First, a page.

These definitions can come before or after you use them in add calls.

Tag Filters

Tag filters, as the name would suggest only apply to a specific tag. These filters are useful if a filter would only make sense for a certain set of items rather than globally.

Let's return to the webcomic example from the feed filter section. In that example, we wanted to entirely discard posts that were news and only see comics. Using a tag filter, however, it's possible to keep all items, but merely hide (rather than entirely discard) the other stories. This is useful if you want to prioritize one set of stories over another. In this case, we want to prioritize the comics, but make the news items available on request.

add("") # Implicitly creates "Penny Arcade" tag
add_tag("Penny Arcade", filters=[only_with("Comic:"), only_with("News:")])

This example makes the "Penny Arcade" tag explicit and sets up two tag filters. Now when you've selected the Penny Arcade feed, you can use { and } to switch between the tag filters and show comics or news. Alternatively, a similar effect could be achieved by using only_without("Comic:") as the second filter, which would allow all items not shown in the first filter, not necessarily just items with "News:" in them.

Using these tag filters, you can essentially turn one tag or feed into multiple overlapping tags and cycle through them.

NOTE: Tag filters are always overridden by global filters. If your global filter is show_unread, even if your tag filter is None, you won't see any read items.

Like global filters, tag filters can be set by default.


Similar to default_rate and default_keep, these defaults are applied as explicit tags are created. Any tags created with add_tag will inherit the default tag filters from the call immediately before the add_tag (or [None] if it hasn't been called at all). Implicit tags (i.e. not created with add_tag) are made explicit after the rest of the configuration is done, so they will inherit the defaults from the last call to default_tag_filters made in the config.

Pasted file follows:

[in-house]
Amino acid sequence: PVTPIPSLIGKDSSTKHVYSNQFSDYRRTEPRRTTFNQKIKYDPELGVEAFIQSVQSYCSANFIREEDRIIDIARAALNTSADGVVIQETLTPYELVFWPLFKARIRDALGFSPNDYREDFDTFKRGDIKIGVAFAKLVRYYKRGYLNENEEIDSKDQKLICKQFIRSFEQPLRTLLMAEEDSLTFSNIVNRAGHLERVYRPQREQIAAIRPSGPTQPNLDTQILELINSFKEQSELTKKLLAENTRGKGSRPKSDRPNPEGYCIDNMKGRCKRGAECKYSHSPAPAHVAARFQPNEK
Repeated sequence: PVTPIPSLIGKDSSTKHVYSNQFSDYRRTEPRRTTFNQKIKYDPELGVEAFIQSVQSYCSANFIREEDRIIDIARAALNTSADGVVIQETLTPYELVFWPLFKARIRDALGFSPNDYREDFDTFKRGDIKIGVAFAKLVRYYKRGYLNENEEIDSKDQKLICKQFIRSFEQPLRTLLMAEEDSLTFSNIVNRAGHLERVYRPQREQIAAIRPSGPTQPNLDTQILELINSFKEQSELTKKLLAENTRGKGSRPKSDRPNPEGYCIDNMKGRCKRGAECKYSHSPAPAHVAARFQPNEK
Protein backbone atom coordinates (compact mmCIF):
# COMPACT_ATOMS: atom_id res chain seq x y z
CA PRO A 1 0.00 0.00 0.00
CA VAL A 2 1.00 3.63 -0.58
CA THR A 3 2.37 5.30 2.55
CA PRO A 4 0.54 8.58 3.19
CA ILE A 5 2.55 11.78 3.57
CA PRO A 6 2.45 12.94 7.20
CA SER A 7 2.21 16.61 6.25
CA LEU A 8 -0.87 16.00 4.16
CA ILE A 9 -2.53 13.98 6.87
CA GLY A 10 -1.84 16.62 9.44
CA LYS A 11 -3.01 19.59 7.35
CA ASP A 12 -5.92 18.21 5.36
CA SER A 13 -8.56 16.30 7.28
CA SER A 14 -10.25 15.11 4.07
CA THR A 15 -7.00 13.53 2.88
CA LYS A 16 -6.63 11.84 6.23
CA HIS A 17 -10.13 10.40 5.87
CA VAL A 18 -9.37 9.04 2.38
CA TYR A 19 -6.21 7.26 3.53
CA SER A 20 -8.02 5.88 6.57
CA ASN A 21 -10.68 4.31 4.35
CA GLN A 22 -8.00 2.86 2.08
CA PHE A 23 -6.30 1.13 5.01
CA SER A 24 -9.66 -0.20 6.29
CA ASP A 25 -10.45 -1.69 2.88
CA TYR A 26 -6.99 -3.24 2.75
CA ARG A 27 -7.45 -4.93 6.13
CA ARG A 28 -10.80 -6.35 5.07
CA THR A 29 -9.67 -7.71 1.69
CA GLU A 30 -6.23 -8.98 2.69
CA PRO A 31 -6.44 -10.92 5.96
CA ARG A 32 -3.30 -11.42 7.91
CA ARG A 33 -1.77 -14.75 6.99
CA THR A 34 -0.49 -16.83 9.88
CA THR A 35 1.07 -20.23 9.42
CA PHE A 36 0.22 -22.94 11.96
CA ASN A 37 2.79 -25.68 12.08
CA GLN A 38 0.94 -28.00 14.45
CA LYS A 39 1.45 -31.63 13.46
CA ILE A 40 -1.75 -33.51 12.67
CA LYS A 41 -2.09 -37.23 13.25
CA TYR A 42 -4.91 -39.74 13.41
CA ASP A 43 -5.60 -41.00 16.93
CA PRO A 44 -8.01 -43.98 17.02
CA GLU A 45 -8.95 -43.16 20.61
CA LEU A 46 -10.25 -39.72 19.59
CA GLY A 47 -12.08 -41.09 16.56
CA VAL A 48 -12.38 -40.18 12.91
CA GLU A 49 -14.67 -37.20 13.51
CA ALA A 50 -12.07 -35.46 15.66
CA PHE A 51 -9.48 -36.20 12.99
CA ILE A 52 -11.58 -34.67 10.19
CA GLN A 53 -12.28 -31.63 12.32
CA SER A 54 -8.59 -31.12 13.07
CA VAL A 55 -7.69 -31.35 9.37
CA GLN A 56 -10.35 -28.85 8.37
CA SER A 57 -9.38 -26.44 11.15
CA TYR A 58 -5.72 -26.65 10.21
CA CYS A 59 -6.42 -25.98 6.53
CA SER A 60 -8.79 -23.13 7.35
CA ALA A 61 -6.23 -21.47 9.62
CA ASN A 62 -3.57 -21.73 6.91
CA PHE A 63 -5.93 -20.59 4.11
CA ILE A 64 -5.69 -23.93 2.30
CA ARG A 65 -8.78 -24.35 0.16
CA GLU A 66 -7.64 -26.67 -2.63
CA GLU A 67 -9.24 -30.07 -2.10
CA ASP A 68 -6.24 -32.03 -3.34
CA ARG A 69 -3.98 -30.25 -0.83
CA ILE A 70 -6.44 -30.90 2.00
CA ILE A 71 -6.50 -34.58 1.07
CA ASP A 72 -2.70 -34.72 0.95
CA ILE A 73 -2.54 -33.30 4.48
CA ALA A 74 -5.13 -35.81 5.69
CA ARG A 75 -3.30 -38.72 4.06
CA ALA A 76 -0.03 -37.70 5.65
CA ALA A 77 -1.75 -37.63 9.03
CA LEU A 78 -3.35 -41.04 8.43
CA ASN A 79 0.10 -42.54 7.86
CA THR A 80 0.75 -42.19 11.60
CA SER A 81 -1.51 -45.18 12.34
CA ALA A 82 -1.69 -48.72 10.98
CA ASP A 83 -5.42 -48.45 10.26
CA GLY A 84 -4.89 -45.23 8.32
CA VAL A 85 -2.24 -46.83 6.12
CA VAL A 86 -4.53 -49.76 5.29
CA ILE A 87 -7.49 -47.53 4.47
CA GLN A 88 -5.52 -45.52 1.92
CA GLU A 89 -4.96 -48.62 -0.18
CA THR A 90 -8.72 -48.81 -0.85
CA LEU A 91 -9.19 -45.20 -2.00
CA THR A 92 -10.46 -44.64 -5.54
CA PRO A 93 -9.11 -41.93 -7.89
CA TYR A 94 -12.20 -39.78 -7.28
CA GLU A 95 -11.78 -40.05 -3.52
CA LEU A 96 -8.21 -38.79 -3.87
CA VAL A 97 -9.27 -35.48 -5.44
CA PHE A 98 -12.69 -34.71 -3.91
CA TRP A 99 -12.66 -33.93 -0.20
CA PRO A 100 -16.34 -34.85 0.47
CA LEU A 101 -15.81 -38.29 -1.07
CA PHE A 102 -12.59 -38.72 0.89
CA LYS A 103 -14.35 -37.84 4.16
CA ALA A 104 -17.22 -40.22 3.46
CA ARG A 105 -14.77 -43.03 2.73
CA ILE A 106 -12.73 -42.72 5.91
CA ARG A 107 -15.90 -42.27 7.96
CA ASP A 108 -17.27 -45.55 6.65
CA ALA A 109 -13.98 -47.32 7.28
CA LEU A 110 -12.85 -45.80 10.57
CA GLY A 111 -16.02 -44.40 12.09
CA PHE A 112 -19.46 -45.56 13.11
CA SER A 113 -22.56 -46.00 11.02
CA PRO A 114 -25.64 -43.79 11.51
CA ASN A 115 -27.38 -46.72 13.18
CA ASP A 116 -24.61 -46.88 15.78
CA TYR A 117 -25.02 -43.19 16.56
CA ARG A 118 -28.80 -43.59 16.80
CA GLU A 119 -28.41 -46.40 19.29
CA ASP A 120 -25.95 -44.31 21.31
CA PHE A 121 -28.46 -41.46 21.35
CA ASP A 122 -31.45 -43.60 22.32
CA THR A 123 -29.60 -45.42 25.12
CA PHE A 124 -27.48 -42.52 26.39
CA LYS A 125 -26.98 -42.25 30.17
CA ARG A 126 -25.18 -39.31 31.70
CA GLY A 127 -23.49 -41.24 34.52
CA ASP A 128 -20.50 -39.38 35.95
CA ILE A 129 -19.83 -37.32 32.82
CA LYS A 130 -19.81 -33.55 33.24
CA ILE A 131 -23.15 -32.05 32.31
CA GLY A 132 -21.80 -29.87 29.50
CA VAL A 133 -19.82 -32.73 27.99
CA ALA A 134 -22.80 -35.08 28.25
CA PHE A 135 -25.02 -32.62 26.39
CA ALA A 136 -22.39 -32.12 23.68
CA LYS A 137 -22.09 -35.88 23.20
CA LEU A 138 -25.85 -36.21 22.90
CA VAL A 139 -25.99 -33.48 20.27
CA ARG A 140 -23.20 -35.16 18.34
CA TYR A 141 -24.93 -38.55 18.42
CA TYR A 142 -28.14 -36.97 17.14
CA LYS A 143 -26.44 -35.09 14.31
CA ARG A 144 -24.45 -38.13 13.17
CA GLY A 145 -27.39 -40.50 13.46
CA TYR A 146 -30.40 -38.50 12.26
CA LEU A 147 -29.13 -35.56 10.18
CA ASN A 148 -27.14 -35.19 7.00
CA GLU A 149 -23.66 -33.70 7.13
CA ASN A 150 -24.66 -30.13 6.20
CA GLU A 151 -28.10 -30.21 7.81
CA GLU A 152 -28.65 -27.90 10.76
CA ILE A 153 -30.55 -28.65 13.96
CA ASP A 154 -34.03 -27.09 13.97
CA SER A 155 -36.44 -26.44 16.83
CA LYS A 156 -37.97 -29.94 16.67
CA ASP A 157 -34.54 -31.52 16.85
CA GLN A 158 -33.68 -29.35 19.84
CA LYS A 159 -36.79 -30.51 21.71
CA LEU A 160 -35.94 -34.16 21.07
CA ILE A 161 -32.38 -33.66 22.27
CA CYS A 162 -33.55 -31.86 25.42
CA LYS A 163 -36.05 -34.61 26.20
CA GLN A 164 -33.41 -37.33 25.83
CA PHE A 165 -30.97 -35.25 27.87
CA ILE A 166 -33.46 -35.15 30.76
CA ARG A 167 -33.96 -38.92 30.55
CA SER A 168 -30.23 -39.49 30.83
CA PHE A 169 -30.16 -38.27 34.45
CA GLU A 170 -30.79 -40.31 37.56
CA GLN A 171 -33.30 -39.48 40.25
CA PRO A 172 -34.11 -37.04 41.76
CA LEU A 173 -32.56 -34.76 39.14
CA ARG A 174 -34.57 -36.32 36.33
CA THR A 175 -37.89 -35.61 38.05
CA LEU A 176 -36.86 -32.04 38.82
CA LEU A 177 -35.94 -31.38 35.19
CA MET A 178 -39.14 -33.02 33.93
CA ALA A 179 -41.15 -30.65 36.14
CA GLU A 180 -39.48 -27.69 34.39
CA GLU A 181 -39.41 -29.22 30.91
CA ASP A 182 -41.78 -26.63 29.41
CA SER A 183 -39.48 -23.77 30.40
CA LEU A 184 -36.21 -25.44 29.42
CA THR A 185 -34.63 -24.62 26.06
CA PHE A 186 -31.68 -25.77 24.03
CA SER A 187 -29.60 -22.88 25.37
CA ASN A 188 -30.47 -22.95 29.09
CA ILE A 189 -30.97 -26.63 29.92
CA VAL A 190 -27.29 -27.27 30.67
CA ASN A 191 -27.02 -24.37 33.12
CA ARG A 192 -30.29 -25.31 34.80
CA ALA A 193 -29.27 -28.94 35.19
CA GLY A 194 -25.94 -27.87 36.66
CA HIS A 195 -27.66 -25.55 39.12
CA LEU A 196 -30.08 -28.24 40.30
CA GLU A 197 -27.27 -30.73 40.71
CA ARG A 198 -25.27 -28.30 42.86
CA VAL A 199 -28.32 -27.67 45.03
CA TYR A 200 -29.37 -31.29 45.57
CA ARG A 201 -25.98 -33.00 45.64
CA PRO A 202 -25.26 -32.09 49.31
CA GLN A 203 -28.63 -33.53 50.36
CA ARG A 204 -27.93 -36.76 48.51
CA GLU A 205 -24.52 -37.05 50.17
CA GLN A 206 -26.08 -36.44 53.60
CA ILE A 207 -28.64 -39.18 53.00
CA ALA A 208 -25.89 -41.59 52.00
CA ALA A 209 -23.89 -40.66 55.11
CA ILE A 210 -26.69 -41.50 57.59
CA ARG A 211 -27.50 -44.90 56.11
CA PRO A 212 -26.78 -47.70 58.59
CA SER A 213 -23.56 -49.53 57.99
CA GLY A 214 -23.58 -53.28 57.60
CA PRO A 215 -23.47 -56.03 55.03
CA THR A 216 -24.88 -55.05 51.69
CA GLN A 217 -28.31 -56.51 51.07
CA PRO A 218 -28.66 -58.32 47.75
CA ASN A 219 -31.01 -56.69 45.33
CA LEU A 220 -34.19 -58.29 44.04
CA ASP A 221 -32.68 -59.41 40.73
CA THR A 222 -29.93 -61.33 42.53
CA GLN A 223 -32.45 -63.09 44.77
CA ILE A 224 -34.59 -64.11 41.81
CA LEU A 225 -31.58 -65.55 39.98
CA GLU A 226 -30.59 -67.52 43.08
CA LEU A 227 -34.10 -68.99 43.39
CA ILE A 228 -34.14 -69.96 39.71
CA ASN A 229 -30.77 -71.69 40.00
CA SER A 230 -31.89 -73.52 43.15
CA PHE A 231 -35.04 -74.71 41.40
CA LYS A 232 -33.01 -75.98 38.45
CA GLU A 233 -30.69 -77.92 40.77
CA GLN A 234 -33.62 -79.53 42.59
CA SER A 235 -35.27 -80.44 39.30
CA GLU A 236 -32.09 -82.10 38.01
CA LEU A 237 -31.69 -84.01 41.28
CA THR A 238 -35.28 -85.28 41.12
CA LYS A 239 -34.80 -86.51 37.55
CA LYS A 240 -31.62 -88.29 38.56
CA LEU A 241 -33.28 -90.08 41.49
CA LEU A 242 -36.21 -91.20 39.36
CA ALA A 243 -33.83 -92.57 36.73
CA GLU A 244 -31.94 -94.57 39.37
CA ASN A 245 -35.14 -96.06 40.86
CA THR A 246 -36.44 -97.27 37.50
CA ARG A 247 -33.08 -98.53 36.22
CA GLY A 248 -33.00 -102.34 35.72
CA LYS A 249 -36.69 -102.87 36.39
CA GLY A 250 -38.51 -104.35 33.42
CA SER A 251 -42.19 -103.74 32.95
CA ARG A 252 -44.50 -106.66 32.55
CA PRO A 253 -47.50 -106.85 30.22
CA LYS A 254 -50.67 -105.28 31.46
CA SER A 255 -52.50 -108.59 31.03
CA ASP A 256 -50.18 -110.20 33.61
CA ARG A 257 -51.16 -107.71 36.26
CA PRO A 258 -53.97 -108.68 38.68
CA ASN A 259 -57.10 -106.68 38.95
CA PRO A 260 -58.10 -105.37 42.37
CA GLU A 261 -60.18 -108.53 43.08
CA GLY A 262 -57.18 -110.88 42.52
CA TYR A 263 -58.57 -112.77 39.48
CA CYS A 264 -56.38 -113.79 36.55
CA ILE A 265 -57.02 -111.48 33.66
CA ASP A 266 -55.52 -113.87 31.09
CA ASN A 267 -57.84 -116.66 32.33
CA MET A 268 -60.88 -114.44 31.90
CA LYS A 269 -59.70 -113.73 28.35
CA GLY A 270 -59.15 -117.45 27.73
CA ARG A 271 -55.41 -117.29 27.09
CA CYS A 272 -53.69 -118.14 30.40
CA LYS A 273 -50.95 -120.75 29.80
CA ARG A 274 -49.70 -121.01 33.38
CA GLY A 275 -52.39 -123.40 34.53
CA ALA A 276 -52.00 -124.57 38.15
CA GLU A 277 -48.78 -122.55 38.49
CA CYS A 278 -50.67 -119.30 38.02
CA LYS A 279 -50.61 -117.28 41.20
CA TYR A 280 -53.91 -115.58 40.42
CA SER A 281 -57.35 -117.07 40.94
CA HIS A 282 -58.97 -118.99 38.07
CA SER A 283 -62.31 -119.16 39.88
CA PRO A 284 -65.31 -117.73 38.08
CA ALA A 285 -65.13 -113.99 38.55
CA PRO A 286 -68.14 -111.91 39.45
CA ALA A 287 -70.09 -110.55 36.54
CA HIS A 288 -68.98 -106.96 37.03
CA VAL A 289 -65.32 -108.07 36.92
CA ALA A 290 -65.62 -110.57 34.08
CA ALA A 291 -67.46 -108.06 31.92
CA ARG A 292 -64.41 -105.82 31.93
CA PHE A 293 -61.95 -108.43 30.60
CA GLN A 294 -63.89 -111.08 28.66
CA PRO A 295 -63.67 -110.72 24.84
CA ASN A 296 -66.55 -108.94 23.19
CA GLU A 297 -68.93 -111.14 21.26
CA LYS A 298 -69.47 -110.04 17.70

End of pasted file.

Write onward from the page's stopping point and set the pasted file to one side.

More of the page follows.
Just like global filters, tag filters can be set directly via keybind

keys['u'] = set_tag_filter(show_unread)

This keybind will set the current tag's filter to show_unread.

NOTE : Unlike global filters, tag filters will never make a tag fully disappear since there would be no easy way to change the tag filter back to one with items in it.


Another benefit of making explicit tags is the ability to sort items in varied ways. canto.extra defines some default sorts to use.

Use the ordering specified in the feed.
Order by the time the items are parsed.
Order by length of title.
Order by length of content.
Sort alphabetically.
Order by read status.
Reverse the given sort.

NOTE: Sorts based on strings are done on unparsed strings. This means that the strings could still have HTML built into them and untranslated entities. This effects the sort because the length or the first character may not be what's displayed. A title "<strong>Zoo</strong>" will sort alphabetically before "Aardvark Sighting" because "<" is before "A", despite the fact that the HTML will not be displayed.

This was done to speed sorts so that interpretable HTML wouldn't have to be stripped before and replaced after the sorting it done.

ALSO NOTE: Sorts can possibly make Canto's memory footprint increase marginally if they require access to data that isn't usually kept in memory. Sorts that function on the title (by_length, by_alpha, etc.) have no effect because the title is always in memory. Sorts like by_date require a date field to be kept in memory so it adds a couple of bytes per story.

This was also a speed tweak to avoid stories hitting the disk every time it's sorted which makes the program grind to a halt.

The simplest way to use a sort is to do so when you define a tag

add_tag("Tag", sorts=[by_unread])

The above code will sort the given tag with unread stories first.

Similarly to filters and sorts you can set defaults and use keybinds to set sorts.

keys['s'] = set_tag_sort(show_unread)

And, once again, like default_tag_filters, explicit tags inherit the tag filters from the previous call to default_tag_sorts, while implicit tags inherit the sorts from the final call to default_tag_sorts.